“Unconscious bias is one of the biggest challenges we continue to face, especially in the industrial sector in India. It is seen in something as basic as language used in meetings, or in conversations while hiring candidates. When one is talking about hiring a leadership position, one always hears ‘him’ and not ‘her’. To train people to look at basic things such as language, is the starting point in the journey of gender inclusivity at the workplace,” says Priya Chakravarty, Senior VP – HR, Essar Capital.
There are steps being taken by organisations to block gender bias that can creep into processes. This begins with identifying the biases that might be at play which leaders are often unaware of. Having small group dialogues, role plays at work and choosing champions for the cause from within the team itself, are some of the steps taken by organisations to identify unconscious bias at the workplace.
“We are shifting to technology to ensure every job description is gender neutral. We use tools to automatically remove words that are commonly associated with men such as aggressive, high-flyer, energetic etc. so that women are not discouraged at the beginning of the application process itself,” says Dr. Shilpa Kabra Maheshwari, Executive VP & Country HR Head, Siemens India.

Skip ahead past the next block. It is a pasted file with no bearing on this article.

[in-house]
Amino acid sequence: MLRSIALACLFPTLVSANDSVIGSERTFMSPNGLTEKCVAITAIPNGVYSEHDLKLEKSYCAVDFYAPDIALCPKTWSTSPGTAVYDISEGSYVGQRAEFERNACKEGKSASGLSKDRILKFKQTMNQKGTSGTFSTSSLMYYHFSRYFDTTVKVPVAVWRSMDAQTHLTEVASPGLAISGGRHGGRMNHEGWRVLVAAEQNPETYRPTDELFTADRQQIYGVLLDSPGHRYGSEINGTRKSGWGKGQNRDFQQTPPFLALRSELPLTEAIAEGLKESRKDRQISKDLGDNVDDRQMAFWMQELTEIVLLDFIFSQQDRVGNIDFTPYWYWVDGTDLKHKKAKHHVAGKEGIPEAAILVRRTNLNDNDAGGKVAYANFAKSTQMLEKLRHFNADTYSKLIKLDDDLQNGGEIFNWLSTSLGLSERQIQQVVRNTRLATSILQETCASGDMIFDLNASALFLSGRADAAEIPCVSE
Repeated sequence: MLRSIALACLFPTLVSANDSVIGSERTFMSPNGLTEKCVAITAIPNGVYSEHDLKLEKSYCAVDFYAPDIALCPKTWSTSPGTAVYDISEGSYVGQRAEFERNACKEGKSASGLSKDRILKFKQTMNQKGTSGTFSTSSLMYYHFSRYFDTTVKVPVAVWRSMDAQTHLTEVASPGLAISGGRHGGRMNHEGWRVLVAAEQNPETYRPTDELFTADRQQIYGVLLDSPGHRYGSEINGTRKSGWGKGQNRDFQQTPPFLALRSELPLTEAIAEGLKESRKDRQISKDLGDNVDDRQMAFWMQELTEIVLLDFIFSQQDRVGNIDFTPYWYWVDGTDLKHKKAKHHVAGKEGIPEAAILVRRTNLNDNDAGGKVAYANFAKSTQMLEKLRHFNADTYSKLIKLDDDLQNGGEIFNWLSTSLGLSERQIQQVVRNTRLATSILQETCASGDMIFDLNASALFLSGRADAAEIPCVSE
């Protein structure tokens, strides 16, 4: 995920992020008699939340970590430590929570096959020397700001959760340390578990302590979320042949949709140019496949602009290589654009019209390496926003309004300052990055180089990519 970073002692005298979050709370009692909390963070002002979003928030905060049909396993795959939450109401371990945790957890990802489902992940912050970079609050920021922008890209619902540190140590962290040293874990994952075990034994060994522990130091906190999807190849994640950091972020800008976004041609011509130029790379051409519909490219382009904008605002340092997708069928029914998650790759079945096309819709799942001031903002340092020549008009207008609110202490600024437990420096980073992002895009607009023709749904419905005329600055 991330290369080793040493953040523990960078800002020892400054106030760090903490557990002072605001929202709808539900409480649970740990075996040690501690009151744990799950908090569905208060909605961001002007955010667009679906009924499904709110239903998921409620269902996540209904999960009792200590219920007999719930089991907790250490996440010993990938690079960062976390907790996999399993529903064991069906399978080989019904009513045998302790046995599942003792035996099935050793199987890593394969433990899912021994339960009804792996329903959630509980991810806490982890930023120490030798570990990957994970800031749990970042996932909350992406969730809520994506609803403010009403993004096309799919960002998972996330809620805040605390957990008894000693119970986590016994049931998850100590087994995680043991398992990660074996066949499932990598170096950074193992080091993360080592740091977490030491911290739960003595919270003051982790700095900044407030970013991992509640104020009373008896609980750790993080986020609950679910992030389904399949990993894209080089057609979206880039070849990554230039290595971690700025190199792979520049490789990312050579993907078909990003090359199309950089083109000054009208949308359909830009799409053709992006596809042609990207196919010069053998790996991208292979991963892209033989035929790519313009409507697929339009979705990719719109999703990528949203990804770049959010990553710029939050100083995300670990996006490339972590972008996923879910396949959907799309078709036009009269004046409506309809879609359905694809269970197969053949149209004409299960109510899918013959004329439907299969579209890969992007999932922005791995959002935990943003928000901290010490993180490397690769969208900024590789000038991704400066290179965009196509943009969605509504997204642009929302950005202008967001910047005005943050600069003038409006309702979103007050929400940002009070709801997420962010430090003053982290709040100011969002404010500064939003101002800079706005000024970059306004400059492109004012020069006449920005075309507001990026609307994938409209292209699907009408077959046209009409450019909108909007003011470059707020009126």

Having women in mid to senior management positions, creates a healthy talent pipeline for women to reach leadership roles. Finding women with the right skill set can be a challenge especially in sectors that can be called to be part of the old world economy. The 2020 Global BoardEx report in collaboration with Odgers Berndtson revealed that only 18% of board members were female in listed companies on the BSE Sensex. This compares to a global average of 27% amongst the 26 indexed companies. Mentorship programs, that help women opt for lucrative roles and get sufficient guidance to plan their career graph, have been steppingstones towards creating a talent pool of women for leadership positions.
“Unlimited is our philosophy and our approach to diversity & inclusion. We are committed to having consistent dialogues with our clients and actively engage with the broadest range of candidates so that we access the most diverse talent pool and recruit the best leadership talent,” says Dr. Prasad Medury, Managing Director, Odgers Berndtson India